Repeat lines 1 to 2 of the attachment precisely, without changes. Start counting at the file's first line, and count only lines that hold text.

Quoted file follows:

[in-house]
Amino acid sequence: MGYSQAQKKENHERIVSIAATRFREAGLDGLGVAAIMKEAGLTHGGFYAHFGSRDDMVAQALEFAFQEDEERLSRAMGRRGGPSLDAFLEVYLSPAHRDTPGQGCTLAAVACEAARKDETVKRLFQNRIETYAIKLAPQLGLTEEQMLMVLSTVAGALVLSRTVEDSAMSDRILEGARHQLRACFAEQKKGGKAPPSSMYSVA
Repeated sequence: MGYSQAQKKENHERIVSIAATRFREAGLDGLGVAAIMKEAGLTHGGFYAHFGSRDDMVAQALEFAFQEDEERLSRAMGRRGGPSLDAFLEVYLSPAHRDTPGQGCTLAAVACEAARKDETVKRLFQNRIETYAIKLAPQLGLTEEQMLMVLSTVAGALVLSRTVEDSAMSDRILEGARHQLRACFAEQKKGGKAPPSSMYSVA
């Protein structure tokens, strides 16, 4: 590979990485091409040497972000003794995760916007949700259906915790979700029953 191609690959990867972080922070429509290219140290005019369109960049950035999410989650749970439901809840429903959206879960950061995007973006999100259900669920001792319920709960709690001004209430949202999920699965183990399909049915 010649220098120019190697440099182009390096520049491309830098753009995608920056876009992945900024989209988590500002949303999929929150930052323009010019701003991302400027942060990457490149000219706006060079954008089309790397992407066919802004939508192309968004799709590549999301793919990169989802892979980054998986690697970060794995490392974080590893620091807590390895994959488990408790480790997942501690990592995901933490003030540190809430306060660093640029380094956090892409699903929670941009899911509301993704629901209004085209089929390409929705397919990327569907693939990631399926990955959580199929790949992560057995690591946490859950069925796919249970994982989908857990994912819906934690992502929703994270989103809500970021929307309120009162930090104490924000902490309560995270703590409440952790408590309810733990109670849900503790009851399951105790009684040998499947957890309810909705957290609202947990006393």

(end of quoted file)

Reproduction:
[in-house]
Amino acid sequence: MGYSQAQKKENHERIVSIAATRFREAGLDGLGVAAIMKEAGLTHGGFYAHFGSRDDMVAQALEFAFQEDEERLSRAMGRRGGPSLDAFLEVYLSPAHRDTPGQGCTLAAVACEAARKDETVKRLFQNRIETYAIKLAPQLGLTEEQMLMVLSTVAGALVLSRTVEDSAMSDRILEGARHQLRACFAEQKKGGKAPPSSMYSVA